There are no doubt clear benefits to the use of frameworks. Cutting the cost of each purchase of services, and saving time by calling off a framework, is certainly attractive. The use of multi-party frameworks is a key tool in the Government agenda for smarter collaborative procurement. So what are the key considerations that the purchaser of services should be taking on board when using frameworks?
1. Commercial sense check. Every purchasing decision needs to be considered on its own merits. This means checking whether a purchase can fit into an existing national framework or a specific local arrangement, but also that the commercial terms captured by the framework remain on market and that the terms and conditions that you would be using are appropriate. This involves a critical analysis of the standard terms and conditions that apply to a framework and assessing whether or not they are appropriate to your own needs. They may never be perfect, but they need to work. The pricing on a framework will reflect the market at the time the framework was let – that might well be to your advantage – but as we have seen over the last two years, the price of services and supplies can go down as well as up.
2. Length of call off. Restrictions on the length of a framework itself and the consequent restrictions on call offs need to be considered. A four-year restriction applies to frameworks; however there is no provision in the UK restricting the length of the individual call off. In assessing the length of any call off it will be necessary to consider the scope of the original OJEU setting out the value of the services, the expected length of call off contracts and also the history of how the framework has been used to date.
3. Principles of fairness and equal treatment apply to both the establishment of the original framework and also the individual call offs. This includes the need to ensure that the framework is not being operated in a way that is anti-competitive. The recent amendments to the procurement regulations mean that a framework and any call off contracts can be set aside independently of each other.
When preparing the tender documents and framework agreement the public sector must give very careful consideration to the mechanism for call offs – both frameworks that can be called off automatically and also those where mini competitions will be operated. Structuring the award criteria for a framework and any subsequent call offs must meet the requirements of the regulations and be flexible enough to cope.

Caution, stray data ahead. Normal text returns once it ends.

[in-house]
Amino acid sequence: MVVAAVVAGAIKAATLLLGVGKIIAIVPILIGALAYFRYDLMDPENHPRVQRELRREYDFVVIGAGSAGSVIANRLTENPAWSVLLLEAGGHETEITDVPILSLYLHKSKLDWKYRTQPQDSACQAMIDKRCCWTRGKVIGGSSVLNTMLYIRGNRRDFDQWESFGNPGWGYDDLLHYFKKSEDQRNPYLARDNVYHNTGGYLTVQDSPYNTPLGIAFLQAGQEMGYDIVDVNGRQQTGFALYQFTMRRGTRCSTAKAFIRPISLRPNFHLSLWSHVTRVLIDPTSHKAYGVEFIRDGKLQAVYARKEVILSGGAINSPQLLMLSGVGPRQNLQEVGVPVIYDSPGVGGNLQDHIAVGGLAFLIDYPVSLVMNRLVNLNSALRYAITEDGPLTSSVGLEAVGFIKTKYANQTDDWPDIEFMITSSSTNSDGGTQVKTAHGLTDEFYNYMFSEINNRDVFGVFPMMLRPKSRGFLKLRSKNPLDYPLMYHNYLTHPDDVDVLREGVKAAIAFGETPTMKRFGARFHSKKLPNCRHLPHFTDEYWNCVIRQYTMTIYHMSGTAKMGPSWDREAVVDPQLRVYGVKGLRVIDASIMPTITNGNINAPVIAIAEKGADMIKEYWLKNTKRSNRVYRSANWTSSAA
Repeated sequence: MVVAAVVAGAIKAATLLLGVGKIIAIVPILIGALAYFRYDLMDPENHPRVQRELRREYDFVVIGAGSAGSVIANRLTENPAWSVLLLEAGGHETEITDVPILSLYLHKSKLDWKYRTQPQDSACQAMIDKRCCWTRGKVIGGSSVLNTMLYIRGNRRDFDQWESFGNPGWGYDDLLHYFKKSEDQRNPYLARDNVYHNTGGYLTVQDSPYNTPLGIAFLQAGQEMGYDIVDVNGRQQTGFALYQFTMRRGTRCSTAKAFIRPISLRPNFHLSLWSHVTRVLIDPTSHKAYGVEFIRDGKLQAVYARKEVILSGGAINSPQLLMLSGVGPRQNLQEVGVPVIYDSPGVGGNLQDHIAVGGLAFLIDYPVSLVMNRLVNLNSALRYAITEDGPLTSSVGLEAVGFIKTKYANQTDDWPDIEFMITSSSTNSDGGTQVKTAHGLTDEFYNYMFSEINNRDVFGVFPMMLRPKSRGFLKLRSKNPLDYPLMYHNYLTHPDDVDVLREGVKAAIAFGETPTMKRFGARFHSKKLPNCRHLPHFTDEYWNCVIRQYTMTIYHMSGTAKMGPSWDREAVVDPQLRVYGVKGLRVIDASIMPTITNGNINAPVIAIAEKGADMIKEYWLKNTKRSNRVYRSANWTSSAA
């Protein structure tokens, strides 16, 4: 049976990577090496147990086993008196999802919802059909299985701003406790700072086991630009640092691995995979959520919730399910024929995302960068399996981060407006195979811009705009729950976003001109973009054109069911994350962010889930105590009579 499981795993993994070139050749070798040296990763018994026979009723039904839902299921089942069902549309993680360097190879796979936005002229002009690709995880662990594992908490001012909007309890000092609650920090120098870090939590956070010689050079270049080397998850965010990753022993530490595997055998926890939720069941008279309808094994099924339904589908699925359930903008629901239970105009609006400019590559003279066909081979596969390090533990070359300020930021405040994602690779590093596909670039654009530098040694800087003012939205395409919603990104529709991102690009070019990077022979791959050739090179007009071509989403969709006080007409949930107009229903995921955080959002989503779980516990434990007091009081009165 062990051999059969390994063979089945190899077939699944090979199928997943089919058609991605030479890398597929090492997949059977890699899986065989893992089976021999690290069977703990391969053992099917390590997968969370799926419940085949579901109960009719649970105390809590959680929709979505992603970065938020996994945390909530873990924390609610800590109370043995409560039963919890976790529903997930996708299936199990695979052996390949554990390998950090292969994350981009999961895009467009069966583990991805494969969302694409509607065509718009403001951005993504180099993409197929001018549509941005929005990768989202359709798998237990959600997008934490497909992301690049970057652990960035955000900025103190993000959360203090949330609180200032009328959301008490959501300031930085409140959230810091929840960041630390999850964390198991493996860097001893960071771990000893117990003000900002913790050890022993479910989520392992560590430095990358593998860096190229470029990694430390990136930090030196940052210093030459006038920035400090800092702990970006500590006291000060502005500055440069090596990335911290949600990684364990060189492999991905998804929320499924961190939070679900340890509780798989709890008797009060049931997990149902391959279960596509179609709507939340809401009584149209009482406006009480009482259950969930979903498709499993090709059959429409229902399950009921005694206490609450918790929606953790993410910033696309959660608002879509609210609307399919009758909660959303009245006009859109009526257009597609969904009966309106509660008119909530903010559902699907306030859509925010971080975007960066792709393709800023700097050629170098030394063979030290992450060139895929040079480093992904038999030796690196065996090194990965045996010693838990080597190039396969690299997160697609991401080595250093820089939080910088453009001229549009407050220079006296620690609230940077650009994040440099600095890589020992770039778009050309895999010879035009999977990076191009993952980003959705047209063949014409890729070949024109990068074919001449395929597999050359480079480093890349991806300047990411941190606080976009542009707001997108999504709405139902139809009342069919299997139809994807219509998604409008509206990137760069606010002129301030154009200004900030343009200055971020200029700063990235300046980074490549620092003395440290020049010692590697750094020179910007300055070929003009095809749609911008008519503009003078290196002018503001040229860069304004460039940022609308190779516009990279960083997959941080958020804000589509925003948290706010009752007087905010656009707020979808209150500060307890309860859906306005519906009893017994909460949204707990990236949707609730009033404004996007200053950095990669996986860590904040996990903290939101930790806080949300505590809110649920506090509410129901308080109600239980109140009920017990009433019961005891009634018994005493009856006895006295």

4. Collaboration in procurement has clear benefits for the public sector as they seek to secure better value. To comply with the procurement rules it is necessary to identify other parties in the OJEU by name or by class. Down the line the other bodies can choose whether or not to draw down services under the framework, taking into account the scope of service and supplies and the terms and conditions that you have agreed. To secure the supplier's best pricing, it is necessary to demonstrate through the competition that the prospect of other entities using the framework is real and not just a nod to the current buzz in procurement. So plan and execute your collaborations well in advance.
Frameworks reduce the cost and time of procurements for both parties and the benefits are there to be accessed by all. However the use of frameworks must be in the context of a procurement strategy and any framework put in place needs to be carefully crafted so that it is fit for purpose and does not place unexpected or unnecessary restrictions on the procuring party.
Frameworks can be used to put in place arrangements to buy the full range of goods, works and services. Typically the purchaser will have a need to buy the same type of works or services over a period of time but at uncertain times or volumes. The framework allows a number of suppliers to be in place to supply those services as and when required on an agreed call off basis. Common frameworks are seen for routine maintenance and repairs works to a public bodies property stock be that housing, schools or other public buildings or regular consultancy services such as legal services.
Across the UK, frameworks have been used in the NHS under the ProCure 21 initiative to procure capital works across the NHS estate and Buying Solutions the national procurement partner in the UK offers a full range of frameworks for the use of public bodies on a national and regional basis.